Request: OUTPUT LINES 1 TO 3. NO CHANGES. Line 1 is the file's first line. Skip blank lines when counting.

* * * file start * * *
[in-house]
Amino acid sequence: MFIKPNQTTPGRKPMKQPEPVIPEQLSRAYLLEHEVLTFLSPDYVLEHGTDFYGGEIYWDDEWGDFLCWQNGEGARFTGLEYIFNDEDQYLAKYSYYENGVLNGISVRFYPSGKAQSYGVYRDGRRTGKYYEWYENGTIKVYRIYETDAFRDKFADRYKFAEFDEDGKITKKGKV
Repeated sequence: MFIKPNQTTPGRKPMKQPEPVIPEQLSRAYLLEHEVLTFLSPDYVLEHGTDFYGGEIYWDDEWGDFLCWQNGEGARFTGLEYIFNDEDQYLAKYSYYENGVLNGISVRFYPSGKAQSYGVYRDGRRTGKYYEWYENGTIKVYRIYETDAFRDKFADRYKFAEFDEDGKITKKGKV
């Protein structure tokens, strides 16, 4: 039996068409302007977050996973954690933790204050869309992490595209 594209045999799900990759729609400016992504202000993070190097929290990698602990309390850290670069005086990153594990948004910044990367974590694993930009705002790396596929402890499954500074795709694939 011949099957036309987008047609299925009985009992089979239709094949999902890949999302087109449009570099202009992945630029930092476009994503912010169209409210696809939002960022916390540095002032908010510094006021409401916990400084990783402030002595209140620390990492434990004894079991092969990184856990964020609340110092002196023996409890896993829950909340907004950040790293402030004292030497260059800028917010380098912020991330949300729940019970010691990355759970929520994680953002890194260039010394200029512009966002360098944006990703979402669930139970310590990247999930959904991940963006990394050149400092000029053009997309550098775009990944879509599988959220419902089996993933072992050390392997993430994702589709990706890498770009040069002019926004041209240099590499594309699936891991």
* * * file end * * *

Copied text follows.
[in-house]
Amino acid sequence: MFIKPNQTTPGRKPMKQPEPVIPEQLSRAYLLEHEVLTFLSPDYVLEHGTDFYGGEIYWDDEWGDFLCWQNGEGARFTGLEYIFNDEDQYLAKYSYYENGVLNGISVRFYPSGKAQSYGVYRDGRRTGKYYEWYENGTIKVYRIYETDAFRDKFADRYKFAEFDEDGKITKKGKV
Repeated sequence: MFIKPNQTTPGRKPMKQPEPVIPEQLSRAYLLEHEVLTFLSPDYVLEHGTDFYGGEIYWDDEWGDFLCWQNGEGARFTGLEYIFNDEDQYLAKYSYYENGVLNGISVRFYPSGKAQSYGVYRDGRRTGKYYEWYENGTIKVYRIYETDAFRDKFADRYKFAEFDEDGKITKKGKV